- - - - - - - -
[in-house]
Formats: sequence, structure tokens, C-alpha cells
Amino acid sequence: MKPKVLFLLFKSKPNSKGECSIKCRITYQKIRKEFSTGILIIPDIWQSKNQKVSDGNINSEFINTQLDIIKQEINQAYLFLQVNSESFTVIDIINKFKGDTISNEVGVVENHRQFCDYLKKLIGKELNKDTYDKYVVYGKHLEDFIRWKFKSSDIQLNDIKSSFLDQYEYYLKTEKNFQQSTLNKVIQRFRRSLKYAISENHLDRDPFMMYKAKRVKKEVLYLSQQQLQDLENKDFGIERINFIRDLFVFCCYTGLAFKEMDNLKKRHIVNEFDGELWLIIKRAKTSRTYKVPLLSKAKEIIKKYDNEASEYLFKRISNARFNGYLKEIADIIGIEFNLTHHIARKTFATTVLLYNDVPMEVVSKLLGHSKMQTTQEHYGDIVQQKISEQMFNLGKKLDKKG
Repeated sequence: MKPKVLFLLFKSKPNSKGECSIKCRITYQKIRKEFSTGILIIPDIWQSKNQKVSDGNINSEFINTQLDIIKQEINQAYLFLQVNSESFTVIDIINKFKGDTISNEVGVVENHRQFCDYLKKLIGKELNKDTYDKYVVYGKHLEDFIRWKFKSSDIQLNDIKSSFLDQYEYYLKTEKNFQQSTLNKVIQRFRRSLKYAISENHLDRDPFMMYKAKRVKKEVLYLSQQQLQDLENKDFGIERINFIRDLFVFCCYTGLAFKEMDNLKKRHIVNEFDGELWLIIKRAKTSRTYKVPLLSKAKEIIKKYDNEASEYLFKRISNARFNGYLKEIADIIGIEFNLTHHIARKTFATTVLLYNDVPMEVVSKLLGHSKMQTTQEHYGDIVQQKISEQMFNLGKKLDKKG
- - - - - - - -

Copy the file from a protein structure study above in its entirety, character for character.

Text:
[in-house]
Formats: sequence, structure tokens, C-alpha cells
Amino acid sequence: MKPKVLFLLFKSKPNSKGECSIKCRITYQKIRKEFSTGILIIPDIWQSKNQKVSDGNINSEFINTQLDIIKQEINQAYLFLQVNSESFTVIDIINKFKGDTISNEVGVVENHRQFCDYLKKLIGKELNKDTYDKYVVYGKHLEDFIRWKFKSSDIQLNDIKSSFLDQYEYYLKTEKNFQQSTLNKVIQRFRRSLKYAISENHLDRDPFMMYKAKRVKKEVLYLSQQQLQDLENKDFGIERINFIRDLFVFCCYTGLAFKEMDNLKKRHIVNEFDGELWLIIKRAKTSRTYKVPLLSKAKEIIKKYDNEASEYLFKRISNARFNGYLKEIADIIGIEFNLTHHIARKTFATTVLLYNDVPMEVVSKLLGHSKMQTTQEHYGDIVQQKISEQMFNLGKKLDKKG
Repeated sequence: MKPKVLFLLFKSKPNSKGECSIKCRITYQKIRKEFSTGILIIPDIWQSKNQKVSDGNINSEFINTQLDIIKQEINQAYLFLQVNSESFTVIDIINKFKGDTISNEVGVVENHRQFCDYLKKLIGKELNKDTYDKYVVYGKHLEDFIRWKFKSSDIQLNDIKSSFLDQYEYYLKTEKNFQQSTLNKVIQRFRRSLKYAISENHLDRDPFMMYKAKRVKKEVLYLSQQQLQDLENKDFGIERINFIRDLFVFCCYTGLAFKEMDNLKKRHIVNEFDGELWLIIKRAKTSRTYKVPLLSKAKEIIKKYDNEASEYLFKRISNARFNGYLKEIADIIGIEFNLTHHIARKTFATTVLLYNDVPMEVVSKLLGHSKMQTTQEHYGDIVQQKISEQMFNLGKKLDKKG